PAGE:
As with any proper funeral, we should arrive early and prepared, solemn and reverent, with the meeting focused entirely on Him who we are there to honor and worship.
3. Symbolism of Christ’s Birth and Our Spiritual Rebirth
When asked by Pilate if he was a King, Jesus responded, “To this end was I born.” The sacrament serves as a reminder of the purpose of His birth, and the reality of its divine nature.
Elder Neal A. Maxwell said “Each of us is an Innkeeper who decides if there is room for Jesus.” As we humbly come to the sacrament table, we symbolically come to His stable. Like the magi, we bring our best gifts of a broken heart and contrite spirit and acknowledge Him as our Savior. We make room for Him in our lives and covenant to always remember Him.
As we take the sacrament, we renew the covenants we made at baptism—our rebirth. So while the sacrament reminds us of His birth, it also reminds us of ours.
There are several lessons the symbol of birth can teach us.
- We are clean. How could the Lord more clearly explain our purity than by comparing us to a newborn baby?
- The covenants are serious. The price of our worthiness is Christ’s Atonement. Our spiritual rebirth required even greater sacrifice and pain than physical birth. But like every mother will attest, it is worth it to Him because of His infinite love for us.
- We can be like Him. Loving parents want their children to grow, mature, and experience every joy they have. That is exactly what they are training their kids to do. Heavenly Father is a perfect parent with absolute love. He wants for us everything that He has and is, and is training us accordingly.
4. Kneeling at an Altar of Sacrifice
Since the time that Adam and Eve were driven from the Garden of Eden, sacrifice has been a central part of worship. Until Jesus Christ’s Atonement, that sacrifice was performed by shedding the blood of an unblemished animal, symbolic of and pointing towards the sacrifice of Jesus Christ.
After His great and last sacrifice, the sacrament replaced sacrifice by shedding of blood. But it did not replace the command to sacrifice. Jesus Himself told us, “ye shall offer for a sacrifice unto me a broken heart and a contrite spirit.” Our sacrifice in this manner reminds us of His sacrifice at the altar of Gethsemane.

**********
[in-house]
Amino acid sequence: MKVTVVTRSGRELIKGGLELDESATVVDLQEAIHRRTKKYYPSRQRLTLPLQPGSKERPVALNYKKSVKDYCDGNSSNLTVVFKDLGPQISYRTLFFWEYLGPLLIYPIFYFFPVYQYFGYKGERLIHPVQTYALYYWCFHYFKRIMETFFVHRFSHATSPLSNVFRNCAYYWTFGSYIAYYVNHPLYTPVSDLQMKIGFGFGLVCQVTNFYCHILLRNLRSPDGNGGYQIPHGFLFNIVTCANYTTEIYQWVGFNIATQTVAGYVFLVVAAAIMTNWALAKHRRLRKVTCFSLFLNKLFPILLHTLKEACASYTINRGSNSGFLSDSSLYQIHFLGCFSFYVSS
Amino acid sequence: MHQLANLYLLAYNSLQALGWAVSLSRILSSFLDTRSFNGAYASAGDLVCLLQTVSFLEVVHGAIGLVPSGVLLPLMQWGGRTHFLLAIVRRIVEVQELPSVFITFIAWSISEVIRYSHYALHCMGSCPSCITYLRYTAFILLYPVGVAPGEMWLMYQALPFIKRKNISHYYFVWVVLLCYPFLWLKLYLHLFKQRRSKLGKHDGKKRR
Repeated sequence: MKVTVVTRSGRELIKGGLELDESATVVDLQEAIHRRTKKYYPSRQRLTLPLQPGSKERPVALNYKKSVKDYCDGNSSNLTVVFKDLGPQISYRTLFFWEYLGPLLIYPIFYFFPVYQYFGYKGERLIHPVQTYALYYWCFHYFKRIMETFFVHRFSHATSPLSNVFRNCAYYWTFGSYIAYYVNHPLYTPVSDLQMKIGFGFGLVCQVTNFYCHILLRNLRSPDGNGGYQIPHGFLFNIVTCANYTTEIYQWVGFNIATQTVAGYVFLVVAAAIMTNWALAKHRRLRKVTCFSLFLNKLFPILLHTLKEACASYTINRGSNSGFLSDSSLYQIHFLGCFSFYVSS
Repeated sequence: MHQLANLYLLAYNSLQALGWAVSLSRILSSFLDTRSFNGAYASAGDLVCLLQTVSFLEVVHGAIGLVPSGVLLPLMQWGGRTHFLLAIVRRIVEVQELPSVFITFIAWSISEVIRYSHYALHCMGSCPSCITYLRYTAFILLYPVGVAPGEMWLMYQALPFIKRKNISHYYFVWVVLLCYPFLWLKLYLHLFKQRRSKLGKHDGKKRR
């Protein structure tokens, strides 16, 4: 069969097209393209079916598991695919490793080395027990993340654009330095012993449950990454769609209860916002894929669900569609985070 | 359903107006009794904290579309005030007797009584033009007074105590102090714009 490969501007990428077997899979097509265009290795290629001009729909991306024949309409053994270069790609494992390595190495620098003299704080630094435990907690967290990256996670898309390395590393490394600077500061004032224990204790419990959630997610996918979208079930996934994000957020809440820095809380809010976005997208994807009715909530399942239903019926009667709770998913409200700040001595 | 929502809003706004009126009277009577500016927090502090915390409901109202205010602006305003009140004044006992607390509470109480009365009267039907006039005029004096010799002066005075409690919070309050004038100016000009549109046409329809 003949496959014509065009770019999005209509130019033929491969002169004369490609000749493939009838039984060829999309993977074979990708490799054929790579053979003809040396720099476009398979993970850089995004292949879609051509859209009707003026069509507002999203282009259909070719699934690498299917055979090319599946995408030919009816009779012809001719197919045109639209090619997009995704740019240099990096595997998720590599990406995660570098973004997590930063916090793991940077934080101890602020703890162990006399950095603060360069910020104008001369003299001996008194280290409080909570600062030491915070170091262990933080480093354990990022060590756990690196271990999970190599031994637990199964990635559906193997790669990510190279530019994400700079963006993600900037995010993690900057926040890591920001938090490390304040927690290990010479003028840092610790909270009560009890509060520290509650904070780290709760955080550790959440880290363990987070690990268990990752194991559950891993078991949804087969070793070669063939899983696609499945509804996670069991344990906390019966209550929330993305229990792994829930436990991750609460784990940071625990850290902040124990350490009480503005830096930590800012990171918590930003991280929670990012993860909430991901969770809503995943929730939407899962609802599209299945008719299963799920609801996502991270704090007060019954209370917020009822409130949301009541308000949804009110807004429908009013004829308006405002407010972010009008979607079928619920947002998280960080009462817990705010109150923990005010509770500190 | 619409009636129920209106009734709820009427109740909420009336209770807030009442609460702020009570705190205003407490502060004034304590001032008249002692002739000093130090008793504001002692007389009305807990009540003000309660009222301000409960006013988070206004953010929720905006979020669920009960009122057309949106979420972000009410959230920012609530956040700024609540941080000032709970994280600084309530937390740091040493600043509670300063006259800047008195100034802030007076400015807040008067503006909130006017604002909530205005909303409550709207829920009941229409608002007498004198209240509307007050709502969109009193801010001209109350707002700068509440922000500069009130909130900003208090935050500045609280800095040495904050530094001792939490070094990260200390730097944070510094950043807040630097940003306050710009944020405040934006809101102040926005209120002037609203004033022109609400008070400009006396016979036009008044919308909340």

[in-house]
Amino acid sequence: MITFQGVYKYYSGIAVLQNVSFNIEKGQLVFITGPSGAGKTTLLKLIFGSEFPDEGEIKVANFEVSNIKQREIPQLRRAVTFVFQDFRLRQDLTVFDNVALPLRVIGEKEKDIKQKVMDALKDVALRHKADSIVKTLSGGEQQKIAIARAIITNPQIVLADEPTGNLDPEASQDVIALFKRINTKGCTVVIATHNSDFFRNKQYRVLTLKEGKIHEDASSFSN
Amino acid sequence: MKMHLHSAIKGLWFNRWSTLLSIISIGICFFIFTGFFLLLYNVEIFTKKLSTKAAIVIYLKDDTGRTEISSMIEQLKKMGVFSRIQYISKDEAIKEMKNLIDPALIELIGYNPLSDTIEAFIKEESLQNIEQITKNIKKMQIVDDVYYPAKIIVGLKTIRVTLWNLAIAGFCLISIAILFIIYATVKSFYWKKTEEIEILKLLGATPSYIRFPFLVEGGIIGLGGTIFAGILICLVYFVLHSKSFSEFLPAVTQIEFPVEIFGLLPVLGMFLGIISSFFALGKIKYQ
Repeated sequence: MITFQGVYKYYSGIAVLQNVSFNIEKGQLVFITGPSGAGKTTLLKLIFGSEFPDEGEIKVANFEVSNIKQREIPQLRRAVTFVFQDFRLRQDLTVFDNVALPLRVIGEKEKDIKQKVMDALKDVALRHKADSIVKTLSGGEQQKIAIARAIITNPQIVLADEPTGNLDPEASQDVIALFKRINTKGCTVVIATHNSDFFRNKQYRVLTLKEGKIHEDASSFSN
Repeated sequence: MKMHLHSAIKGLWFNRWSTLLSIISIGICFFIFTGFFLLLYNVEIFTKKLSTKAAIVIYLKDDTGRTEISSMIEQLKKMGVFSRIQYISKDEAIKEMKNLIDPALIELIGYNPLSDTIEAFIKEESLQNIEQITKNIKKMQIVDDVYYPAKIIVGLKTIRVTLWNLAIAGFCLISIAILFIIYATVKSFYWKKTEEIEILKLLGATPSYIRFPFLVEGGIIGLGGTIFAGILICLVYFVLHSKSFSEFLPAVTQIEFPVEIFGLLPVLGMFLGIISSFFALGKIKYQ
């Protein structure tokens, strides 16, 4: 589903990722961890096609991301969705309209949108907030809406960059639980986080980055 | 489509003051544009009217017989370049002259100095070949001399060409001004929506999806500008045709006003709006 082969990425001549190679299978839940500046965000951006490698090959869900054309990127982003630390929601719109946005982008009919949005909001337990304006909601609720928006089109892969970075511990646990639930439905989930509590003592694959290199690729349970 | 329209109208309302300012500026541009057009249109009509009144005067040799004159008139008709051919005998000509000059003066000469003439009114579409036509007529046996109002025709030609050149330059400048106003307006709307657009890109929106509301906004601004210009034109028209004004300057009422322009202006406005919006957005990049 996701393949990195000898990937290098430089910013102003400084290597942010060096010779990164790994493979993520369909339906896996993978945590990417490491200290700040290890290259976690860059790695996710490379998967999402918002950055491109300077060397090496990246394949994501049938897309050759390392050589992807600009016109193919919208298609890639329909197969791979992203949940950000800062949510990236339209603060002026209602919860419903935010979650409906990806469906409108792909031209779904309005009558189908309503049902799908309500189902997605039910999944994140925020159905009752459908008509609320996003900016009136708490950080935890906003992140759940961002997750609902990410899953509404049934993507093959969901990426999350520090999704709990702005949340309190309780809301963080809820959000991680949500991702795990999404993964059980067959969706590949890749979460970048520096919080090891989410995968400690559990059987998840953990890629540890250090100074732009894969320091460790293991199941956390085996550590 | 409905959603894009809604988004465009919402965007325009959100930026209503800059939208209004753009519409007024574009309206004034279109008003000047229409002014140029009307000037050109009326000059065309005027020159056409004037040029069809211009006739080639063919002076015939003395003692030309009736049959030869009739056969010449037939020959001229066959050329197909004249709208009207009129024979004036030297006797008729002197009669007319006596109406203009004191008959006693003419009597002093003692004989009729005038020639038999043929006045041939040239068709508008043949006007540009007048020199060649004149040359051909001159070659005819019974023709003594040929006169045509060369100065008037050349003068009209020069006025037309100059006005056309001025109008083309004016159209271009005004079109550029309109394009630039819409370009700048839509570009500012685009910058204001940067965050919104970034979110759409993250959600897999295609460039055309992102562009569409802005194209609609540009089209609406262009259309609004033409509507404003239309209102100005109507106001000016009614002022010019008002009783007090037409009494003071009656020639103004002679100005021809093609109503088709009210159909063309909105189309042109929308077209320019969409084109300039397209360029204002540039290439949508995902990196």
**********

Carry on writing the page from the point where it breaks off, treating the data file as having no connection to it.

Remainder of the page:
This idea illustrates two key lessons.
- Sacrifice is essential to salvation. As Joseph Smith taught, “a religion that does not require the sacrifice of all things never has the power sufficient to produce the faith necessary unto life and salvation.”
- Our sacrifice is a powerful means of accessing His.
The Gospel Principles manual explains, “Our willingness to sacrifice is an indication of our devotion to God. People have always been tried and tested to see if they will put the things of God first in their lives.” The sacrament table is our altar of sacrifice, where we can present ourselves, broken and contrite, to be healed and filled with the Holy Ghost.
Proper preparation for a sacrifice includes bringing something to sacrifice. The ancients would never arrive at the temple without an appropriate animal to place on the altar. Keeping that in mind, Elder Don R. Clarke promises, “If we properly prepare for the sacrament, we can transform our lives.”
As we place ourselves upon the altar, our lives are altered.
The sacrament is the only ordinance performed for ourselves more than once in our lives. For most of us, we will participate in the sacrament ordinance thousands of times before we die. Thus, taking the sacrament can easily become routine—a quiet moment to ponder, but necessarily a sacred moment or a true renewal.
Speaking of the sacrament, David O. Mckay said, “No more sacred ordinance is administered in the Church of Christ.” As we truly ponder and expound upon these and other ideas, we will more fully appreciate the true significance and deep symbolism of the sacrament. It will be a meaningful sacred experience, every time.
What other ideas do you have to make the sacrament a sacred moment in a holy place?